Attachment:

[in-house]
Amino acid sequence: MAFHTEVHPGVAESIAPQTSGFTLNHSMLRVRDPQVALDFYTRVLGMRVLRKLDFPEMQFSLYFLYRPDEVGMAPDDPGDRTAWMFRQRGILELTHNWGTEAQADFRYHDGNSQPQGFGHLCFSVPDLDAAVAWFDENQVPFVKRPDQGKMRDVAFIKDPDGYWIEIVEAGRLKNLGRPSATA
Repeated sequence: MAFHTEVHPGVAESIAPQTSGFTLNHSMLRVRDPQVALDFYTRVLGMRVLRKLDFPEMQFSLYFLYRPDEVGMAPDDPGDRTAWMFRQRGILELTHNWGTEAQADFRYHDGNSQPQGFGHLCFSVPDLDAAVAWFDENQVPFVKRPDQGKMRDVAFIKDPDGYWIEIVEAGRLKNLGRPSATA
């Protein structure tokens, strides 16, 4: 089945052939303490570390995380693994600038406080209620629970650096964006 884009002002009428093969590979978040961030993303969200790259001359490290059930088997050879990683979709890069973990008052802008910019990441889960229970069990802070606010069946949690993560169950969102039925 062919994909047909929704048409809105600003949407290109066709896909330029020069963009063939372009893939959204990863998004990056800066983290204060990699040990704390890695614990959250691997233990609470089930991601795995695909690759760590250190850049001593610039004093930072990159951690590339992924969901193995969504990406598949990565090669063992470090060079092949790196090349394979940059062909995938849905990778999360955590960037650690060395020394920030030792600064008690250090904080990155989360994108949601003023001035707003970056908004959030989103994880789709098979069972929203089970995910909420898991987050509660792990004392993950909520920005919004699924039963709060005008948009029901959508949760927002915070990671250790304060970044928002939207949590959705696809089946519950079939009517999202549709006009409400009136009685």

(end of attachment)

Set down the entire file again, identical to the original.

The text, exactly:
[in-house]
Amino acid sequence: MAFHTEVHPGVAESIAPQTSGFTLNHSMLRVRDPQVALDFYTRVLGMRVLRKLDFPEMQFSLYFLYRPDEVGMAPDDPGDRTAWMFRQRGILELTHNWGTEAQADFRYHDGNSQPQGFGHLCFSVPDLDAAVAWFDENQVPFVKRPDQGKMRDVAFIKDPDGYWIEIVEAGRLKNLGRPSATA
Repeated sequence: MAFHTEVHPGVAESIAPQTSGFTLNHSMLRVRDPQVALDFYTRVLGMRVLRKLDFPEMQFSLYFLYRPDEVGMAPDDPGDRTAWMFRQRGILELTHNWGTEAQADFRYHDGNSQPQGFGHLCFSVPDLDAAVAWFDENQVPFVKRPDQGKMRDVAFIKDPDGYWIEIVEAGRLKNLGRPSATA
């Protein structure tokens, strides 16, 4: 089945052939303490570390995380693994600038406080209620629970650096964006 884009002002009428093969590979978040961030993303969200790259001359490290059930088997050879990683979709890069973990008052802008910019990441889960229970069990802070606010069946949690993560169950969102039925 062919994909047909929704048409809105600003949407290109066709896909330029020069963009063939372009893939959204990863998004990056800066983290204060990699040990704390890695614990959250691997233990609470089930991601795995695909690759760590250190850049001593610039004093930072990159951690590339992924969901193995969504990406598949990565090669063992470090060079092949790196090349394979940059062909995938849905990778999360955590960037650690060395020394920030030792600064008690250090904080990155989360994108949601003023001035707003970056908004959030989103994880789709098979069972929203089970995910909420898991987050509660792990004392993950909520920005919004699924039963709060005008948009029901959508949760927002915070990671250790304060970044928002939207949590959705696809089946519950079939009517999202549709006009409400009136009685």